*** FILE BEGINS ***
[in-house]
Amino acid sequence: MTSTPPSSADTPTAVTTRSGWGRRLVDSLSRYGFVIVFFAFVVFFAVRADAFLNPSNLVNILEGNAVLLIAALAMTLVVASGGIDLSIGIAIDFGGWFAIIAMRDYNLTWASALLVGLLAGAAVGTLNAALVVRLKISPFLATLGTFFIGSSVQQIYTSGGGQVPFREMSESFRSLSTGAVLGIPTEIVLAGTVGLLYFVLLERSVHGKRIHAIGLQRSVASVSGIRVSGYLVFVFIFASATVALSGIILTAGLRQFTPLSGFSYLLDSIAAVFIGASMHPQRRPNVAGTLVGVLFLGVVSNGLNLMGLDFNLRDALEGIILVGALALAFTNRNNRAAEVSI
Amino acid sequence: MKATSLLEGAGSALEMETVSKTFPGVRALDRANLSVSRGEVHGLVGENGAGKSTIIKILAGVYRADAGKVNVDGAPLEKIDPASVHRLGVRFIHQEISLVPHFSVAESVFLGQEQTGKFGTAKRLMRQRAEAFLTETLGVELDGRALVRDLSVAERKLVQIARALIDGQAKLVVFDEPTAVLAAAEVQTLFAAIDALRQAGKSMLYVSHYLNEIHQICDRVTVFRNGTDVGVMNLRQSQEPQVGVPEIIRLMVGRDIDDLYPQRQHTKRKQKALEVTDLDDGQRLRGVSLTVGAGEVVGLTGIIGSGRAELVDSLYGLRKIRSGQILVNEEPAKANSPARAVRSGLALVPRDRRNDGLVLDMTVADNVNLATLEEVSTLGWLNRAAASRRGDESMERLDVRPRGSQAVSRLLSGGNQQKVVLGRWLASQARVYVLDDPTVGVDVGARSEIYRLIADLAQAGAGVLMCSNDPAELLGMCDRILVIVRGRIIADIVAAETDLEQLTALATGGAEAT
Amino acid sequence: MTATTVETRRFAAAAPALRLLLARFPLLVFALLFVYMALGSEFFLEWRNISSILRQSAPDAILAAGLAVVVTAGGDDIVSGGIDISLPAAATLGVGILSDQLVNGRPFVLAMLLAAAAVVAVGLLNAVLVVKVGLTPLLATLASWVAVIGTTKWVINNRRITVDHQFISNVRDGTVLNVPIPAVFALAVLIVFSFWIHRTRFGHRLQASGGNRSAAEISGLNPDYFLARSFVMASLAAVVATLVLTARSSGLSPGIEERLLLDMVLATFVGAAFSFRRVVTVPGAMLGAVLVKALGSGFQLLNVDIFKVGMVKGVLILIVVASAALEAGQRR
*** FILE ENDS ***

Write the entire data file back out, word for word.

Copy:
[in-house]
Amino acid sequence: MTSTPPSSADTPTAVTTRSGWGRRLVDSLSRYGFVIVFFAFVVFFAVRADAFLNPSNLVNILEGNAVLLIAALAMTLVVASGGIDLSIGIAIDFGGWFAIIAMRDYNLTWASALLVGLLAGAAVGTLNAALVVRLKISPFLATLGTFFIGSSVQQIYTSGGGQVPFREMSESFRSLSTGAVLGIPTEIVLAGTVGLLYFVLLERSVHGKRIHAIGLQRSVASVSGIRVSGYLVFVFIFASATVALSGIILTAGLRQFTPLSGFSYLLDSIAAVFIGASMHPQRRPNVAGTLVGVLFLGVVSNGLNLMGLDFNLRDALEGIILVGALALAFTNRNNRAAEVSI
Amino acid sequence: MKATSLLEGAGSALEMETVSKTFPGVRALDRANLSVSRGEVHGLVGENGAGKSTIIKILAGVYRADAGKVNVDGAPLEKIDPASVHRLGVRFIHQEISLVPHFSVAESVFLGQEQTGKFGTAKRLMRQRAEAFLTETLGVELDGRALVRDLSVAERKLVQIARALIDGQAKLVVFDEPTAVLAAAEVQTLFAAIDALRQAGKSMLYVSHYLNEIHQICDRVTVFRNGTDVGVMNLRQSQEPQVGVPEIIRLMVGRDIDDLYPQRQHTKRKQKALEVTDLDDGQRLRGVSLTVGAGEVVGLTGIIGSGRAELVDSLYGLRKIRSGQILVNEEPAKANSPARAVRSGLALVPRDRRNDGLVLDMTVADNVNLATLEEVSTLGWLNRAAASRRGDESMERLDVRPRGSQAVSRLLSGGNQQKVVLGRWLASQARVYVLDDPTVGVDVGARSEIYRLIADLAQAGAGVLMCSNDPAELLGMCDRILVIVRGRIIADIVAAETDLEQLTALATGGAEAT
Amino acid sequence: MTATTVETRRFAAAAPALRLLLARFPLLVFALLFVYMALGSEFFLEWRNISSILRQSAPDAILAAGLAVVVTAGGDDIVSGGIDISLPAAATLGVGILSDQLVNGRPFVLAMLLAAAAVVAVGLLNAVLVVKVGLTPLLATLASWVAVIGTTKWVINNRRITVDHQFISNVRDGTVLNVPIPAVFALAVLIVFSFWIHRTRFGHRLQASGGNRSAAEISGLNPDYFLARSFVMASLAAVVATLVLTARSSGLSPGIEERLLLDMVLATFVGAAFSFRRVVTVPGAMLGAVLVKALGSGFQLLNVDIFKVGMVKGVLILIVVASAALEAGQRR